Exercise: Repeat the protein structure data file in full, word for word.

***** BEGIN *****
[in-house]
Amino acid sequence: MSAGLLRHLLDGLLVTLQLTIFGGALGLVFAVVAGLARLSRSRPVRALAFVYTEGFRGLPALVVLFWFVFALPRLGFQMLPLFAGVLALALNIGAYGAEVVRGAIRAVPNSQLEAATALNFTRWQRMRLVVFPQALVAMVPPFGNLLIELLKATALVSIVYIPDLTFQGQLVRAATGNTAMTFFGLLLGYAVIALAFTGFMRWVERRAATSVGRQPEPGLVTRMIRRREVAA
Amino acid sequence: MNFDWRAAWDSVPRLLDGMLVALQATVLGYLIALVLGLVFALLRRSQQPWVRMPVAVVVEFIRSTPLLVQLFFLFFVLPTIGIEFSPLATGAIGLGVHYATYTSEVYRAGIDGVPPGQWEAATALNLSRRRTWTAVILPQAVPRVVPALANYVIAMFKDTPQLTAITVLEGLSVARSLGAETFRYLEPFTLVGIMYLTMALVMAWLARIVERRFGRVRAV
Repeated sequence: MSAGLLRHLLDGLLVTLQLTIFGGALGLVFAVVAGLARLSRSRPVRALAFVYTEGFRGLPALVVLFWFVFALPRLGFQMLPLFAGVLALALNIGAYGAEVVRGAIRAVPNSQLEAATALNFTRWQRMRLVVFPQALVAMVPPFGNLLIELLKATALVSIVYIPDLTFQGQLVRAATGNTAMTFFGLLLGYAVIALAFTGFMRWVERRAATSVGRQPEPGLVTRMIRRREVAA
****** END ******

[in-house]
Amino acid sequence: MSAGLLRHLLDGLLVTLQLTIFGGALGLVFAVVAGLARLSRSRPVRALAFVYTEGFRGLPALVVLFWFVFALPRLGFQMLPLFAGVLALALNIGAYGAEVVRGAIRAVPNSQLEAATALNFTRWQRMRLVVFPQALVAMVPPFGNLLIELLKATALVSIVYIPDLTFQGQLVRAATGNTAMTFFGLLLGYAVIALAFTGFMRWVERRAATSVGRQPEPGLVTRMIRRREVAA
Amino acid sequence: MNFDWRAAWDSVPRLLDGMLVALQATVLGYLIALVLGLVFALLRRSQQPWVRMPVAVVVEFIRSTPLLVQLFFLFFVLPTIGIEFSPLATGAIGLGVHYATYTSEVYRAGIDGVPPGQWEAATALNLSRRRTWTAVILPQAVPRVVPALANYVIAMFKDTPQLTAITVLEGLSVARSLGAETFRYLEPFTLVGIMYLTMALVMAWLARIVERRFGRVRAV
Repeated sequence: MSAGLLRHLLDGLLVTLQLTIFGGALGLVFAVVAGLARLSRSRPVRALAFVYTEGFRGLPALVVLFWFVFALPRLGFQMLPLFAGVLALALNIGAYGAEVVRGAIRAVPNSQLEAATALNFTRWQRMRLVVFPQALVAMVPPFGNLLIELLKATALVSIVYIPDLTFQGQLVRAATGNTAMTFFGLLLGYAVIALAFTGFMRWVERRAATSVGRQPEPGLVTRMIRRREVAA